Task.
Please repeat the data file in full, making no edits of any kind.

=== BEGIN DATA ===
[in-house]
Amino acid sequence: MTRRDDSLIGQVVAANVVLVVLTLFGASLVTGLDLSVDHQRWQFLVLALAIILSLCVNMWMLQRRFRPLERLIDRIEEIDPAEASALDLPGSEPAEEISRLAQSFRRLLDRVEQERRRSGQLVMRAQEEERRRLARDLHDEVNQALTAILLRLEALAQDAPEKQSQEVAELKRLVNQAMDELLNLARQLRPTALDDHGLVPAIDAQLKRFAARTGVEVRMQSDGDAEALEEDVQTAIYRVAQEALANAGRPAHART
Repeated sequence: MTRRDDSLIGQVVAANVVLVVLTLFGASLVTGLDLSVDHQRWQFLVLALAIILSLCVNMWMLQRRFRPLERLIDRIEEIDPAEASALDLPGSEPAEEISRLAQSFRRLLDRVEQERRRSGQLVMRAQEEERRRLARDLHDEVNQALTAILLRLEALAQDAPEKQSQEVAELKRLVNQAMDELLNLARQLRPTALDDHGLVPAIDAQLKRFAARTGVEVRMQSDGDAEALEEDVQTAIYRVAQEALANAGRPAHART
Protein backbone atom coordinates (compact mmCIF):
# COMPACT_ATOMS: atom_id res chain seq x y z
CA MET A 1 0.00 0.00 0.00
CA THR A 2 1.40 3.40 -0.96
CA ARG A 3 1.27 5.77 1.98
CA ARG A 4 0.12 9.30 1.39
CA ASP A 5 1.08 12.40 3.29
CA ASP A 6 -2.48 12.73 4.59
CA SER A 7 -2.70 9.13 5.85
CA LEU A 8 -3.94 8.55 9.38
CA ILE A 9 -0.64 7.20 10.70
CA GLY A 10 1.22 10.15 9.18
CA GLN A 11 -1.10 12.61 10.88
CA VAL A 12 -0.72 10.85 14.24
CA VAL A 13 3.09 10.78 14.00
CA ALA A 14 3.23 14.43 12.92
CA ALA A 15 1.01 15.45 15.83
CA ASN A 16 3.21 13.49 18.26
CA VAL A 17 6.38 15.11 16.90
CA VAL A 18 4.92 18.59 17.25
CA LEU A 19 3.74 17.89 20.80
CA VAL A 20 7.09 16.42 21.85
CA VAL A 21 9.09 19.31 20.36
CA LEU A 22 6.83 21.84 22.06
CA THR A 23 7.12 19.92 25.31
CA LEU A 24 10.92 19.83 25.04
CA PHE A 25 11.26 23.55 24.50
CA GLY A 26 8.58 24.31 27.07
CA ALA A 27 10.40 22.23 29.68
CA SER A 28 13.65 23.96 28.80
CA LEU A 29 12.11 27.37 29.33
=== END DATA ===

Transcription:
[in-house]
Amino acid sequence: MTRRDDSLIGQVVAANVVLVVLTLFGASLVTGLDLSVDHQRWQFLVLALAIILSLCVNMWMLQRRFRPLERLIDRIEEIDPAEASALDLPGSEPAEEISRLAQSFRRLLDRVEQERRRSGQLVMRAQEEERRRLARDLHDEVNQALTAILLRLEALAQDAPEKQSQEVAELKRLVNQAMDELLNLARQLRPTALDDHGLVPAIDAQLKRFAARTGVEVRMQSDGDAEALEEDVQTAIYRVAQEALANAGRPAHART
Repeated sequence: MTRRDDSLIGQVVAANVVLVVLTLFGASLVTGLDLSVDHQRWQFLVLALAIILSLCVNMWMLQRRFRPLERLIDRIEEIDPAEASALDLPGSEPAEEISRLAQSFRRLLDRVEQERRRSGQLVMRAQEEERRRLARDLHDEVNQALTAILLRLEALAQDAPEKQSQEVAELKRLVNQAMDELLNLARQLRPTALDDHGLVPAIDAQLKRFAARTGVEVRMQSDGDAEALEEDVQTAIYRVAQEALANAGRPAHART
Protein backbone atom coordinates (compact mmCIF):
# COMPACT_ATOMS: atom_id res chain seq x y z
CA MET A 1 0.00 0.00 0.00
CA THR A 2 1.40 3.40 -0.96
CA ARG A 3 1.27 5.77 1.98
CA ARG A 4 0.12 9.30 1.39
CA ASP A 5 1.08 12.40 3.29
CA ASP A 6 -2.48 12.73 4.59
CA SER A 7 -2.70 9.13 5.85
CA LEU A 8 -3.94 8.55 9.38
CA ILE A 9 -0.64 7.20 10.70
CA GLY A 10 1.22 10.15 9.18
CA GLN A 11 -1.10 12.61 10.88
CA VAL A 12 -0.72 10.85 14.24
CA VAL A 13 3.09 10.78 14.00
CA ALA A 14 3.23 14.43 12.92
CA ALA A 15 1.01 15.45 15.83
CA ASN A 16 3.21 13.49 18.26
CA VAL A 17 6.38 15.11 16.90
CA VAL A 18 4.92 18.59 17.25
CA LEU A 19 3.74 17.89 20.80
CA VAL A 20 7.09 16.42 21.85
CA VAL A 21 9.09 19.31 20.36
CA LEU A 22 6.83 21.84 22.06
CA THR A 23 7.12 19.92 25.31
CA LEU A 24 10.92 19.83 25.04
CA PHE A 25 11.26 23.55 24.50
CA GLY A 26 8.58 24.31 27.07
CA ALA A 27 10.40 22.23 29.68
CA SER A 28 13.65 23.96 28.80
CA LEU A 29 12.11 27.37 29.33